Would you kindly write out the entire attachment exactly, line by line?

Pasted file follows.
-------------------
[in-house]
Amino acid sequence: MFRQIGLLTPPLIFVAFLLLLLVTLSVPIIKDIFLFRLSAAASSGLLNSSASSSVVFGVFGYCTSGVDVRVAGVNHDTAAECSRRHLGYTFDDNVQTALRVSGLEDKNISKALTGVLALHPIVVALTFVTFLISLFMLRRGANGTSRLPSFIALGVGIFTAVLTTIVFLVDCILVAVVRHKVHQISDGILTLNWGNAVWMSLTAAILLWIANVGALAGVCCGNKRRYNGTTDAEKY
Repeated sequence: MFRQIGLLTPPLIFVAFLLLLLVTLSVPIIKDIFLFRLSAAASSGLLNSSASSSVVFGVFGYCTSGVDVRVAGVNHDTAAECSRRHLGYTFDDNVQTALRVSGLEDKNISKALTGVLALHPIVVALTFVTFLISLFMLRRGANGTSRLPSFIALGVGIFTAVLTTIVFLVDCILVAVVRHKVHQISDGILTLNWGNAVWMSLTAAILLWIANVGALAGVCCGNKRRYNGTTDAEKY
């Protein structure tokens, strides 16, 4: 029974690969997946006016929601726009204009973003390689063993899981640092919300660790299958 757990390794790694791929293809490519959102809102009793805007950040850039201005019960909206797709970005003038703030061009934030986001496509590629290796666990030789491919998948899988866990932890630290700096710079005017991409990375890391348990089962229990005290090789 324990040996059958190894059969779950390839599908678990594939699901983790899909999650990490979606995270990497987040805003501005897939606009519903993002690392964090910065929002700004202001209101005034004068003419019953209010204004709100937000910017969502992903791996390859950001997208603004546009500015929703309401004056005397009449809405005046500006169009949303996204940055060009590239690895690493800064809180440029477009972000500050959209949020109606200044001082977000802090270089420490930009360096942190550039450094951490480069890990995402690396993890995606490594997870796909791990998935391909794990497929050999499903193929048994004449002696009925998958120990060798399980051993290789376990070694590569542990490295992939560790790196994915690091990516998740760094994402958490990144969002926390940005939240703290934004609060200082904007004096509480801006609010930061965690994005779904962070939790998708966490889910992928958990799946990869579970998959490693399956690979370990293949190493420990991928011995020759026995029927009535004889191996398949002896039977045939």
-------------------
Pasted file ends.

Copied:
[in-house]
Amino acid sequence: MFRQIGLLTPPLIFVAFLLLLLVTLSVPIIKDIFLFRLSAAASSGLLNSSASSSVVFGVFGYCTSGVDVRVAGVNHDTAAECSRRHLGYTFDDNVQTALRVSGLEDKNISKALTGVLALHPIVVALTFVTFLISLFMLRRGANGTSRLPSFIALGVGIFTAVLTTIVFLVDCILVAVVRHKVHQISDGILTLNWGNAVWMSLTAAILLWIANVGALAGVCCGNKRRYNGTTDAEKY
Repeated sequence: MFRQIGLLTPPLIFVAFLLLLLVTLSVPIIKDIFLFRLSAAASSGLLNSSASSSVVFGVFGYCTSGVDVRVAGVNHDTAAECSRRHLGYTFDDNVQTALRVSGLEDKNISKALTGVLALHPIVVALTFVTFLISLFMLRRGANGTSRLPSFIALGVGIFTAVLTTIVFLVDCILVAVVRHKVHQISDGILTLNWGNAVWMSLTAAILLWIANVGALAGVCCGNKRRYNGTTDAEKY
């Protein structure tokens, strides 16, 4: 029974690969997946006016929601726009204009973003390689063993899981640092919300660790299958 757990390794790694791929293809490519959102809102009793805007950040850039201005019960909206797709970005003038703030061009934030986001496509590629290796666990030789491919998948899988866990932890630290700096710079005017991409990375890391348990089962229990005290090789 324990040996059958190894059969779950390839599908678990594939699901983790899909999650990490979606995270990497987040805003501005897939606009519903993002690392964090910065929002700004202001209101005034004068003419019953209010204004709100937000910017969502992903791996390859950001997208603004546009500015929703309401004056005397009449809405005046500006169009949303996204940055060009590239690895690493800064809180440029477009972000500050959209949020109606200044001082977000802090270089420490930009360096942190550039450094951490480069890990995402690396993890995606490594997870796909791990998935391909794990497929050999499903193929048994004449002696009925998958120990060798399980051993290789376990070694590569542990490295992939560790790196994915690091990516998740760094994402958490990144969002926390940005939240703290934004609060200082904007004096509480801006609010930061965690994005779904962070939790998708966490889910992928958990799946990869579970998959490693399956690979370990293949190493420990991928011995020759026995029927009535004889191996398949002896039977045939």